GENI is a federation of resources that are provided from different organizations. This makes network provisioning between sites challenging since there is no one organization that is responsible for provisioning the networking for a single slice. In the Internet we know very well how to achieve this and we have different federation protocols so that different network providers can peer and provide end-to-end connectivity to users. However, the GENI backbone provides Layer 2 connectivity between different organizations and Layer 2 peering is not as well explored in the Internet. To achieve this and to enable dynamic provisioning of networking connection per experiment, GENI has developed a mechanism called stitching that allows different organizations to provision parts of a Layer 2 link between two compute resources in a way that it guarantees end-to-end connectivity. An example diagram is presented on Figure 2 below.

In the example above, in order to connect a host on Rack A to a host on Rack B, different portions of the network need to be provisioned by different organizations (organizations hosting Rack A and Rack B, the regional networks that connect Rack A and Rack and the provider of the GENI core network which is Internet2) and at the peering points the organizations need to coordinate to ensure that they establish a working end-to-end Layer 2 path. Click here for more information on GENI stitching.

GENI stitching is a generic capability for providing network federation between different organizations and has also been used when federating with other testbeds as described here.

Wireless Networking in GENI

The main wireless resources in GENI are through 3G and 4G base stations that are offering a GENI networking at the selected sites. The first generation of base stations were using the WiMAX technology, while the second generation that is being deployed as of 2015 are using LTE technology. The GENI base stations have a backhaul connection to a local GENI rack and through the rack connecting back to the GENI backbone network. In this way a user can put together a multi-site wireless experiment using the GENI dataplane.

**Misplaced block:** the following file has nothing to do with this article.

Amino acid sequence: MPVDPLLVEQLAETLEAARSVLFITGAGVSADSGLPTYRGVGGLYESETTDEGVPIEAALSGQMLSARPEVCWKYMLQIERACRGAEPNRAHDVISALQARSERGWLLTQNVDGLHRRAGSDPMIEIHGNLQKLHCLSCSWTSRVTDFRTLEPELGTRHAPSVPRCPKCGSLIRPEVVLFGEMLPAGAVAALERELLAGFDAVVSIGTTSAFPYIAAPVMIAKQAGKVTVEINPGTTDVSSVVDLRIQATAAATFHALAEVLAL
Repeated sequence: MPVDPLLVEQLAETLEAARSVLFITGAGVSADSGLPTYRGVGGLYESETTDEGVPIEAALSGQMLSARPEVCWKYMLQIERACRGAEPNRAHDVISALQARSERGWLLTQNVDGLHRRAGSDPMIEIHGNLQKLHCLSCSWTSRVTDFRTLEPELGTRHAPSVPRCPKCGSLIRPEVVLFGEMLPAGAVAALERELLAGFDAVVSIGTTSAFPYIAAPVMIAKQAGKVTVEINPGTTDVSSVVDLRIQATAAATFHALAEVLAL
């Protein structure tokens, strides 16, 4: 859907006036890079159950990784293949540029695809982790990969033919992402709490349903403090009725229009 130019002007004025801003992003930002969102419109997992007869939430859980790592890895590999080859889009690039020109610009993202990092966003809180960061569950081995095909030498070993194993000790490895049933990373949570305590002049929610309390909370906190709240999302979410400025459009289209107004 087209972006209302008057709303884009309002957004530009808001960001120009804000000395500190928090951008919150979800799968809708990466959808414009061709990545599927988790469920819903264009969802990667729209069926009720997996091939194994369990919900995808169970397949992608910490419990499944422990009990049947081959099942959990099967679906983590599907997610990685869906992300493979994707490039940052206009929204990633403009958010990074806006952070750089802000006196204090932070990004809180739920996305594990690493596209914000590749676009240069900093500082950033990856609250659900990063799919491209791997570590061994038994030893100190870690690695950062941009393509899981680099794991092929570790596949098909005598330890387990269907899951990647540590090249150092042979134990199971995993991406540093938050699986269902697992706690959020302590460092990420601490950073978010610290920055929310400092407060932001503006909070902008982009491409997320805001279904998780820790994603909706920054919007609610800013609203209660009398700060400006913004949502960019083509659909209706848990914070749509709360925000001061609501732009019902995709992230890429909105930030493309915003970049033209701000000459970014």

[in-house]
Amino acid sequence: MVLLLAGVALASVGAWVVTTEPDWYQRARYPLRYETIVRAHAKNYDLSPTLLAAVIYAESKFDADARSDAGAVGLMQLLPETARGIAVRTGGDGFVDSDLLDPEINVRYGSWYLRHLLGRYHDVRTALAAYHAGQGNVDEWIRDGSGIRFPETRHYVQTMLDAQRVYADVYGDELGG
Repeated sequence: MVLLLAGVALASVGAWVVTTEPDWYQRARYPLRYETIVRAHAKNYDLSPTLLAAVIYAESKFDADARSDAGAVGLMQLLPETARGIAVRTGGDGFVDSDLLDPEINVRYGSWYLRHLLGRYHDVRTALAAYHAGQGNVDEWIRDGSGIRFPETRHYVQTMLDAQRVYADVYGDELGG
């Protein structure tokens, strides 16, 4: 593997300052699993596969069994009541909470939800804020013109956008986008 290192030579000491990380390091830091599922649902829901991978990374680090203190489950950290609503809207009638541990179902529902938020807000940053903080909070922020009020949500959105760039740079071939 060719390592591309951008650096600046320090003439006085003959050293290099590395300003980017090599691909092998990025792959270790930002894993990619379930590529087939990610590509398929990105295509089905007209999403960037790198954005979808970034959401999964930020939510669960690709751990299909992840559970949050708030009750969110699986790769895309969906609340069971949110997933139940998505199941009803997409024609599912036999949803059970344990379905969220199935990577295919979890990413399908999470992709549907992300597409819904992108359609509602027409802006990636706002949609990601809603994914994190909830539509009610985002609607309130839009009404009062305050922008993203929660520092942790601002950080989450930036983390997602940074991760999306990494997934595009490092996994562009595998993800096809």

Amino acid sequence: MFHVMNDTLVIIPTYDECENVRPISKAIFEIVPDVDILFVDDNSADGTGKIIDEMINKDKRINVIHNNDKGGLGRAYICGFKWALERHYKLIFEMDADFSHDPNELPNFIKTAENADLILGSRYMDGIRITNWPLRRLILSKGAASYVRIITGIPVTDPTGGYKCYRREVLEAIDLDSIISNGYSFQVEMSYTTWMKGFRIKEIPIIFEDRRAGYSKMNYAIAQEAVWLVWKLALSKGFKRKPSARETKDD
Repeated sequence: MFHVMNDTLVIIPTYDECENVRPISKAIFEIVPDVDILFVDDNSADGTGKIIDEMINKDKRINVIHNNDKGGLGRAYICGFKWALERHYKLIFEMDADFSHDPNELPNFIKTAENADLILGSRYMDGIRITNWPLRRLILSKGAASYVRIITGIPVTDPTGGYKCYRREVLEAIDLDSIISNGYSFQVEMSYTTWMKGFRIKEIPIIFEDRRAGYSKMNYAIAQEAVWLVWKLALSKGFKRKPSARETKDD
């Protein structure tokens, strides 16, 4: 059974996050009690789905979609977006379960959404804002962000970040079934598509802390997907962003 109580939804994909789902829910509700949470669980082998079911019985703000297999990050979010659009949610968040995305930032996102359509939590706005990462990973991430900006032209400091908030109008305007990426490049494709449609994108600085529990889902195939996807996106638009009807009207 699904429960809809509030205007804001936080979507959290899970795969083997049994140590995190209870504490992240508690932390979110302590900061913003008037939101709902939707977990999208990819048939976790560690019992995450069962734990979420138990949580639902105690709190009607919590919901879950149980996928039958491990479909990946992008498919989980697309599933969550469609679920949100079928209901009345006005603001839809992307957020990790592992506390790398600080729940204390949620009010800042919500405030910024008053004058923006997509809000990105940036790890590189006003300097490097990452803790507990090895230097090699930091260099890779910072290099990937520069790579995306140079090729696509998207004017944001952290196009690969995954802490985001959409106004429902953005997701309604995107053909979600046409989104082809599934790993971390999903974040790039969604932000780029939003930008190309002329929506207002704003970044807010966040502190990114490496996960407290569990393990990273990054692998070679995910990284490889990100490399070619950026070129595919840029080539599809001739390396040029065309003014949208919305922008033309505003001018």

Connecting resources to GENI

The best way to connect unique resources to a GENI experiment is through a GENI rack. As noted in the architecture Figure 1, a campus can connect different resources (e.g. resources at a specific lab) through the dataplane switch of their local GENI Rack.

Federation Architecture

GENI is composed of a broad set of heterogeneous resources, each owned and operated by different entities. They wish these entities to participate in GENI and allow these resources to be made available to researches. But they want to maintain a degree of control and trust that these resources will be used in a responsible and secure manner. In addition to these resource owners, GENI has a broad community of experimenters and researchers who wish to build topologies from these resources on which to perform reseach and experimentation.

The question of trust becomes critical for establishing this exchange of resources. There are simply too many resource providers and potential customers to allow everyone to know everyone and approve of every resource-related translation.

What is needed is a trusted third party who can vouch for the proper operations of resources (for the experimenters) and for the credentials of the experimenters (for the resource owners). This trusted third party is the GENI Federation. It establishes common notions of identity, authentication, authorization and accountability to allow all participations in the GENI federation to enter into resource exchange in a trusted manner.

Resource owners and experimenters and federations are real people or groups: GENI establishes software services to represent their interests in these transactions.

The following figure shows these real-world entities and their virtual representatives in the GENI Federation Architecture.

Real and Virtual entities comprising the GENI Federation Architecture